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Video instructions and help with filling out and completing How Form 2220 Developments

Instructions and Help about How Form 2220 Developments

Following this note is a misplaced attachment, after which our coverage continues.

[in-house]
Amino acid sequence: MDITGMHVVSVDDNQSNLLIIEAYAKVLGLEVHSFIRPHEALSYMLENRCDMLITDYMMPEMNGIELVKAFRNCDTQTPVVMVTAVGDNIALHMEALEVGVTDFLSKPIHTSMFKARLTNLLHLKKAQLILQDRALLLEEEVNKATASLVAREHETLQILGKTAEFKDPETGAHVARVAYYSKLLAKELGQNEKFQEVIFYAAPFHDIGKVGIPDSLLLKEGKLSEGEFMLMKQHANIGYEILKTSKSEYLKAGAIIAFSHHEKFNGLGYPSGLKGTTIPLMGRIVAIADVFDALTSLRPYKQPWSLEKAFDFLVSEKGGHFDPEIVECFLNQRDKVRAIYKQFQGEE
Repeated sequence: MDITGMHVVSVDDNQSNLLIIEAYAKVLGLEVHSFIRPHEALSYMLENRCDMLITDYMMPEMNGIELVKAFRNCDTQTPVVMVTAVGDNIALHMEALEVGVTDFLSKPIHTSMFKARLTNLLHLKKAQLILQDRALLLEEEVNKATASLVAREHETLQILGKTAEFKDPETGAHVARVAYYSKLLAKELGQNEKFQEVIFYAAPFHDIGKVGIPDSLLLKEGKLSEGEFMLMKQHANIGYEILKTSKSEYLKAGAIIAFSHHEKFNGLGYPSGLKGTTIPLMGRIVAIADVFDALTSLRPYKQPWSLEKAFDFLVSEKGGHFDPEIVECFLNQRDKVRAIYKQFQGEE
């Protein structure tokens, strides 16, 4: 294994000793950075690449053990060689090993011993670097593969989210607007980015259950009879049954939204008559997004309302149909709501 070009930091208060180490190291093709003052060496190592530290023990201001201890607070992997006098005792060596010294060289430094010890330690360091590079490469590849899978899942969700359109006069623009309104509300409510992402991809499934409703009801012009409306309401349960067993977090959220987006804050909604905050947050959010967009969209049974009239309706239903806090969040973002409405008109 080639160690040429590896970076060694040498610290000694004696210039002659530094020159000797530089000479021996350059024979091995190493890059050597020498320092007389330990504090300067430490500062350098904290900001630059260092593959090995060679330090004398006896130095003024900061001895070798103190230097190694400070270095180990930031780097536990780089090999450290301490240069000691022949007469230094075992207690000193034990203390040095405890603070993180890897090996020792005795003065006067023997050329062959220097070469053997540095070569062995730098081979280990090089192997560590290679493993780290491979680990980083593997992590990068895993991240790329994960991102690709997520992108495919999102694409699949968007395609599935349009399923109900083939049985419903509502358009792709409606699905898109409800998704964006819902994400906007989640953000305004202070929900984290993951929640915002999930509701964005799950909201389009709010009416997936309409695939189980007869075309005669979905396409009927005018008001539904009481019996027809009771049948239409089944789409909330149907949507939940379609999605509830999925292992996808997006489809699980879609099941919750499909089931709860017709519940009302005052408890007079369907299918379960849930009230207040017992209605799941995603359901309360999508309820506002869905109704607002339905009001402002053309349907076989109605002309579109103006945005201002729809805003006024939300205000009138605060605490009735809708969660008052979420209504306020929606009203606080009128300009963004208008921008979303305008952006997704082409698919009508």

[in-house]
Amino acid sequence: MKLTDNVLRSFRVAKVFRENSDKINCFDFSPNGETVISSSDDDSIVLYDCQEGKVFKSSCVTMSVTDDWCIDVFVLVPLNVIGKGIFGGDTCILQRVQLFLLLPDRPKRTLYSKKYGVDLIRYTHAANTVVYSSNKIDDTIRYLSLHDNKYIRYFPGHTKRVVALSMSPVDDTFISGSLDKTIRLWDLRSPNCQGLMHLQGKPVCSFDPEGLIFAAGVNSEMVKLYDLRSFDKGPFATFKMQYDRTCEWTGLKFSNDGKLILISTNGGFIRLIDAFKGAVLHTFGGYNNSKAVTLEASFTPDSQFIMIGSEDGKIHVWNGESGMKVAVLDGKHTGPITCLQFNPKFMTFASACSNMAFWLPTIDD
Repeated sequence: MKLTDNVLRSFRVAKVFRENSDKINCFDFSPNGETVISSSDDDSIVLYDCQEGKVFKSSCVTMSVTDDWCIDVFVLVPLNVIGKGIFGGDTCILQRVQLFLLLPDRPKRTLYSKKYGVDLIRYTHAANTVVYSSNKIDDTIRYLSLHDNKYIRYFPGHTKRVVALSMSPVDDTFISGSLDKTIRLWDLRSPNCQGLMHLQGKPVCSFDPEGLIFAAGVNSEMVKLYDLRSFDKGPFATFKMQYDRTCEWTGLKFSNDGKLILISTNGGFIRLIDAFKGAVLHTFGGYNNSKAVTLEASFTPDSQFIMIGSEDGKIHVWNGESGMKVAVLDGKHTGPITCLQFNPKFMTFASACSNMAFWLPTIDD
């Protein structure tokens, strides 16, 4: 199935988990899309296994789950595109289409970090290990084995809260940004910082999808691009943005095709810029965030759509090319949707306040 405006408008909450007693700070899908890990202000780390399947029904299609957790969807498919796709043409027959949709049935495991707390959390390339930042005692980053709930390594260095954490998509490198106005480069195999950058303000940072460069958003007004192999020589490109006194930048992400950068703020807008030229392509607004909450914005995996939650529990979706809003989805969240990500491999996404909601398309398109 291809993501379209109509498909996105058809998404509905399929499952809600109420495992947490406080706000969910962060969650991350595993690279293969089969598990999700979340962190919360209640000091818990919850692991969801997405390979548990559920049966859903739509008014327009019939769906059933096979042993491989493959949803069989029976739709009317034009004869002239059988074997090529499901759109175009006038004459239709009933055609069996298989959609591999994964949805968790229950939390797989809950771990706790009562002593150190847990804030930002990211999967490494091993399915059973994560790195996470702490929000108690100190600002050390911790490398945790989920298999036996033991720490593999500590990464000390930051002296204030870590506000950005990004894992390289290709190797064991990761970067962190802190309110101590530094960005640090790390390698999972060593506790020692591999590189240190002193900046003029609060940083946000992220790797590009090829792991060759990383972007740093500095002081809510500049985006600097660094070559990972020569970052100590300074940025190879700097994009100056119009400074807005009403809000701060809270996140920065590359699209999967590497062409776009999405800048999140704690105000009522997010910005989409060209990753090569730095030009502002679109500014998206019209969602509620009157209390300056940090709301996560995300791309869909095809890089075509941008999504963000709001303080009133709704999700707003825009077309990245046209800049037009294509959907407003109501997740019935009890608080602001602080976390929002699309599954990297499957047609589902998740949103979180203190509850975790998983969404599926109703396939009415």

They call me the tornado chaser. When the wind is up and conditions are right, I get in my car and follow violent storms. Crazy, some may say, but really I chase these sky beasts to learn about them. I want to share with you what I know. Tornadoes are rapidly rotating columns of air that form inside storms, then connect with the ground via a funnel of cloud. When that happens, they tear across the earth, posing a huge threat to life and property. Because of this, there's a great deal of research into these phenomena, but the truth is there's still a lot we don't know about how tornadoes form. The conditions that may give rise to one tornado won't necessarily cause another, but we have learned a lot since people first started recording tornadoes, like how to recognize the signs when one is brewing in the sky. Are you coming along for the ride? Tornadoes begin with a thunderstorm, but not just any thunderstorm. These are especially powerful towering thunderstorms called supercells, reaching up to over 50,000 feet. They bring high-force winds, giant hailstones, sometimes flooding, and great flashes of lightning. These are the kinds of storms that breed tornadoes, but only if there are also very specific conditions in place - clues that we can measure and look out for when we're trying to forecast a storm. Rising air is the first ingredient needed for a tornado to develop. Any storm is formed when condensation occurs. The byproducts of the clouds' condensation release heat, and heat becomes the energy that drives huge upward drafts of air. The more condensation and the bigger the storm clouds grow, the more powerful those updrafts become. In supercells, this rising air mass is particularly strong. As the air climbs, it can...